Trump Indictment Stronger Than I Initially Thought

At the risk of alienating everyone on the planet, I read the full Trump indictment and have mixed thoughts. 

When the first reports came down, I thought it sounded weak. After reading it, plus the supporting document everyone seems to be ignoring, I think it’s stronger than many pundits are claiming (assuming the evidence to prove it is convincing, always an “if”).

One thing the supporting document does (again, if the evidence is there to prove it) is to preempt an argument that the payment to Stormy Daniels wasn’t made for campaign purposes, but to keep the assignation secret from Melania, which is not a crime.

But the supporting document claims that Trump tried to stall paying Stormy Daniels until after the election, at which point he’d have withdrawn from the deal, because it no longer mattered. If true, that means it had nothing to do with Melania, because hiding it from her would have been just as important after the election, as before. (It would be really ironic if Trump’s attempt to cheap out on Stormy Daniels is what ultimately undoes him, given his his history of underpaying subcontractors in business settings. Karma, as they say…)

Secondly, the indictment seeks to paint a larger conspiracy than simply hushing up Stormy Daniels. There is also Karen McDougal, the Playboy model (who was cheaped out on and apparently never paid), and a bellboy who alleged that Trump had fathered a child out of wedlock. The last of these apparently wasn’t true, but the trio reflect an overarching process that can be painted as a conspiracy, the moment it touches on an otherwise illegal activity.

The underlying illegal activity was widely seen, prior to today, as a federal campaign financing violation, in which Trump disguised the hush-money payments to Stormy Daniels as attorney fees to his fixer, Michael Cohen. That way of framing the case produces two major legal problems: (1) This is a state case in New York, for which federal campaign financing violations might or might not be relevant; and (2) federal campaign financing law is hard for the average person to understand.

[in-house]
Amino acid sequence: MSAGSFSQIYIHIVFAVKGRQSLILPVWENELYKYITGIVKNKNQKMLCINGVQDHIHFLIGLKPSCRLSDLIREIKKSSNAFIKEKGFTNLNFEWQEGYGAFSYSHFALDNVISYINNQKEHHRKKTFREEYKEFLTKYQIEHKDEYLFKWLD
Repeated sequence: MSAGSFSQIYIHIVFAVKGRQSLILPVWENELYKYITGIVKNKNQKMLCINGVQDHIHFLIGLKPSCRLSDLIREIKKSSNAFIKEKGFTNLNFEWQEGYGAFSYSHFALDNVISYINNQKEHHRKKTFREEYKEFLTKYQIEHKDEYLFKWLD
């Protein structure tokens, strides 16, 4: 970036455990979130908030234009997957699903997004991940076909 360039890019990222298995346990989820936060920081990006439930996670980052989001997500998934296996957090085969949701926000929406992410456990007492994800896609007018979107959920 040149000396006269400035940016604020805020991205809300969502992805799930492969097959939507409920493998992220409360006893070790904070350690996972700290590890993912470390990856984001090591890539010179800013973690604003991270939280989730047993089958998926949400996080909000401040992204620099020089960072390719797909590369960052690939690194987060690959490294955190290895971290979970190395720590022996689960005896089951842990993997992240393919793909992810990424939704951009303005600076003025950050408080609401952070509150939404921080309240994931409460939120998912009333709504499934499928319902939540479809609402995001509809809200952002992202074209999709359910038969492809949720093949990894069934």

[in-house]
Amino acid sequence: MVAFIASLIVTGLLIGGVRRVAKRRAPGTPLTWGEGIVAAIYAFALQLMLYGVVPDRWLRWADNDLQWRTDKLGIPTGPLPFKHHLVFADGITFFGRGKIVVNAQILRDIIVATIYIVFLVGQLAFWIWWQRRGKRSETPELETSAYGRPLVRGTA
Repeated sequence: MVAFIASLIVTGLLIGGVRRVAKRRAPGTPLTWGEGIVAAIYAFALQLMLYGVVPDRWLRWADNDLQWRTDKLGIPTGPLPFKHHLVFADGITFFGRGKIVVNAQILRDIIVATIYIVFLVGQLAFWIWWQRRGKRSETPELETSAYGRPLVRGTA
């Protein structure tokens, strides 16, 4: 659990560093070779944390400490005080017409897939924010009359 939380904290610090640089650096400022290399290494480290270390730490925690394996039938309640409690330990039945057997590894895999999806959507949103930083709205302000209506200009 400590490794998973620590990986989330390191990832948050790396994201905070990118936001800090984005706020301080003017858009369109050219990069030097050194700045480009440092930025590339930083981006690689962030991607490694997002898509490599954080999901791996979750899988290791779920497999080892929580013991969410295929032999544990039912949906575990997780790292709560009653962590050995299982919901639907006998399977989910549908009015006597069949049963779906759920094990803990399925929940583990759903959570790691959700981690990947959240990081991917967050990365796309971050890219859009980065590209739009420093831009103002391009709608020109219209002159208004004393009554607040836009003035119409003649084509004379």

The supporting document indicated that the prosecution has at least two ways of getting around that problem. First, they don’t need to rely on Federal law; New York has its own campaign financing laws.

But potentially more importantly, in the effort to hide the payments, Trump and his associates appear to have falsified tax records. This is a lot easier to follow for anyone who’s ever paid income taxes.

Cohen paid $130,000 to Stormy Daniels out of his own pocket (plus $50,000 to someone else for a purpose not disclosed in the current documents.) That’s $180,000 total. But if Trump and his associates simply paid him $180,000, and called it attorney’s fees, he be out of pocket for federal and state taxes on that $180,000—a big ask from a friend. So instead of $180,000, they gave him $360,000 (assuming he’d pay about $180,000 in taxes) plus a $60,000 bonus, then spread it across 12 months as payments on a non-existent annual retainer of $35,000 a month.

If this can be proven, there’s a second irony even larger than the first: Trump could go down for tax fraud for arranging for Cohen to declare TOO MUCH income.

If that happens, it’s got to be a first.

Summer Series Math

This post is purely of interest to those running the TRL Summer Series.

As promised, this year’s Shamrock Runs (and several other multi-race events in the TRL Summer Series) will be scored as a single race, with adjustments not only for the differing distances, but for the difficulties in the courses.

In the interests of transparency, here’s a quick peak under the hood of how I intend to do it.

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Will ChatGPT Send Writers the way of Buggy Whip Manufacurers?

If you’ve been listening to the news, you’ve probably heard of ChatGPT, the new AI website that generates prose answers to the type of questions previously addressed by Google and other search engines. In fact, its heart seems to be a search engine, with a more interactive, chat-like interface than prior search engines. It’s kind of fun to play with, but also concerning, because it’s about to revolutionize a big part of our world in ways we may not really want.

So far, I’ve heard two groups raising the alarm: English teachers, and science fiction magazines.

Continue reading Will ChatGPT Send Writers the way of Buggy Whip Manufacurers?


We called him GM because generally his motor was running. He was a big cat, pun’kin and white (the image above isn’t him, but it’s not super far off), and an outdoor cat because my brother, his nominal master, didn’t clean the litter box as often as our mother’s nose preferred. She gave up asking, discarded the litter box, and decreed that the cat, now an adolescent kitten, be ousted at night and whenever the house was unattended.

Some cats wouldn’t have taken kindly to such treatment. GM thrived on it. Although he ultimately died young, he lived with flair and packed more adventure into a half dozen years than other cats manage in two decades. He became a hunter so self-sufficient that grocery-store cat food nearly followed the litter box into the trash. We kept a dish of dry food in the kitchen, but he seldom touched it.